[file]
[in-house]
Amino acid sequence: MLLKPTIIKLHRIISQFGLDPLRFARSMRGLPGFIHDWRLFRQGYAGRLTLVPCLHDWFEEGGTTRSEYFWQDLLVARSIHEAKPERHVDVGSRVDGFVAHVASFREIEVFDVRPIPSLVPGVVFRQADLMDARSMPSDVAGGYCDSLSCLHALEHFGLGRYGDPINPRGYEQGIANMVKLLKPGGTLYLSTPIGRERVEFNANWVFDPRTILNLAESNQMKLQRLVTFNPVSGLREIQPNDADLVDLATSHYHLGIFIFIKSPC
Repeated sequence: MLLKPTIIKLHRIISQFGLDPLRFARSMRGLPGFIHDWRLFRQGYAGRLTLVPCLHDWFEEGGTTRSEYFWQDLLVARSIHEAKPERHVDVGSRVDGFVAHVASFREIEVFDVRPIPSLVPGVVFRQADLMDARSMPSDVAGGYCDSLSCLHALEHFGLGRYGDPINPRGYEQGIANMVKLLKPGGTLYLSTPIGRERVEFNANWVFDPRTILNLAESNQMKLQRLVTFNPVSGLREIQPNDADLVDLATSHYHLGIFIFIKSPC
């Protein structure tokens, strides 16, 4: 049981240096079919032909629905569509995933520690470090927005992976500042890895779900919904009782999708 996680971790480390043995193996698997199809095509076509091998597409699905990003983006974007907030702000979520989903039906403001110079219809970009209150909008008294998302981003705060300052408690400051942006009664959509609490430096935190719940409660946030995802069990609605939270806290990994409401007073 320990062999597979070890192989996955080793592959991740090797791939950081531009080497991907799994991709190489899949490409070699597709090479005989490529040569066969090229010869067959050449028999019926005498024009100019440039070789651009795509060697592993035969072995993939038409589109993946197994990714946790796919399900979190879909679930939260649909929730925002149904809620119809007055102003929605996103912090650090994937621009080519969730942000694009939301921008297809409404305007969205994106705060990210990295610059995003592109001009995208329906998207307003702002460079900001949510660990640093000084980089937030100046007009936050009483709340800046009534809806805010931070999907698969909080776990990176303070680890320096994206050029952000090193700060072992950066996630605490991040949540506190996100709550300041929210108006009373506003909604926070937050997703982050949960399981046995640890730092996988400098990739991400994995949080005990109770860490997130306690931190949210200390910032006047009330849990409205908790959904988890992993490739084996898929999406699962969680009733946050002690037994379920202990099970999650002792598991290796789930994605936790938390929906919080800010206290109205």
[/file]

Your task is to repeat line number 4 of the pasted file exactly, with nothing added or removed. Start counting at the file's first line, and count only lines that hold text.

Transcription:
């Protein structure tokens, strides 16, 4: 049981240096079919032909629905569509995933520690470090927005992976500042890895779900919904009782999708 996680971790480390043995193996698997199809095509076509091998597409699905990003983006974007907030702000979520989903039906403001110079219809970009209150909008008294998302981003705060300052408690400051942006009664959509609490430096935190719940409660946030995802069990609605939270806290990994409401007073 320990062999597979070890192989996955080793592959991740090797791939950081531009080497991907799994991709190489899949490409070699597709090479005989490529040569066969090229010869067959050449028999019926005498024009100019440039070789651009795509060697592993035969072995993939038409589109993946197994990714946790796919399900979190879909679930939260649909929730925002149904809620119809007055102003929605996103912090650090994937621009080519969730942000694009939301921008297809409404305007969205994106705060990210990295610059995003592109001009995208329906998207307003702002460079900001949510660990640093000084980089937030100046007009936050009483709340800046009534809806805010931070999907698969909080776990990176303070680890320096994206050029952000090193700060072992950066996630605490991040949540506190996100709550300041929210108006009373506003909604926070937050997703982050949960399981046995640890730092996988400098990739991400994995949080005990109770860490997130306690931190949210200390910032006047009330849990409205908790959904988890992993490739084996898929999406699962969680009733946050002690037994379920202990099970999650002792598991290796789930994605936790938390929906919080800010206290109205």